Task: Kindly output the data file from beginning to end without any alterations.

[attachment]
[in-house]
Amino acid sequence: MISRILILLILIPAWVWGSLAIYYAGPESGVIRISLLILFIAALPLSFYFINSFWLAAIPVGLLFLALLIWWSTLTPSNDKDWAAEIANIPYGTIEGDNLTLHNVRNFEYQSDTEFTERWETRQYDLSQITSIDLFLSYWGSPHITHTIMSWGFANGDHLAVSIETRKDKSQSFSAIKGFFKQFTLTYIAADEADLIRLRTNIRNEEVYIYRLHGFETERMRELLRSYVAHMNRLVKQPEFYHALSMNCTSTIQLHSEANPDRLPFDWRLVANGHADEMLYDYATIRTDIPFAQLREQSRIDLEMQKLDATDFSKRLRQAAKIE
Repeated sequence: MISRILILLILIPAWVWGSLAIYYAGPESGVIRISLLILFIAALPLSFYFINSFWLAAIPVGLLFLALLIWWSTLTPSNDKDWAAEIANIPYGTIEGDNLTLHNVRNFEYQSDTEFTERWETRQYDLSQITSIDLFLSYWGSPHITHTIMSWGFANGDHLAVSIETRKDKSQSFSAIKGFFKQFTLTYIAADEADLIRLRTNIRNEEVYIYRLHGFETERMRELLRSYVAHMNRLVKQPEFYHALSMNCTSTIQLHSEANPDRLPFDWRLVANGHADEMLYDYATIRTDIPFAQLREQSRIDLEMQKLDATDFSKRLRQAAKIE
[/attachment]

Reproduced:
[in-house]
Amino acid sequence: MISRILILLILIPAWVWGSLAIYYAGPESGVIRISLLILFIAALPLSFYFINSFWLAAIPVGLLFLALLIWWSTLTPSNDKDWAAEIANIPYGTIEGDNLTLHNVRNFEYQSDTEFTERWETRQYDLSQITSIDLFLSYWGSPHITHTIMSWGFANGDHLAVSIETRKDKSQSFSAIKGFFKQFTLTYIAADEADLIRLRTNIRNEEVYIYRLHGFETERMRELLRSYVAHMNRLVKQPEFYHALSMNCTSTIQLHSEANPDRLPFDWRLVANGHADEMLYDYATIRTDIPFAQLREQSRIDLEMQKLDATDFSKRLRQAAKIE
Repeated sequence: MISRILILLILIPAWVWGSLAIYYAGPESGVIRISLLILFIAALPLSFYFINSFWLAAIPVGLLFLALLIWWSTLTPSNDKDWAAEIANIPYGTIEGDNLTLHNVRNFEYQSDTEFTERWETRQYDLSQITSIDLFLSYWGSPHITHTIMSWGFANGDHLAVSIETRKDKSQSFSAIKGFFKQFTLTYIAADEADLIRLRTNIRNEEVYIYRLHGFETERMRELLRSYVAHMNRLVKQPEFYHALSMNCTSTIQLHSEANPDRLPFDWRLVANGHADEMLYDYATIRTDIPFAQLREQSRIDLEMQKLDATDFSKRLRQAAKIE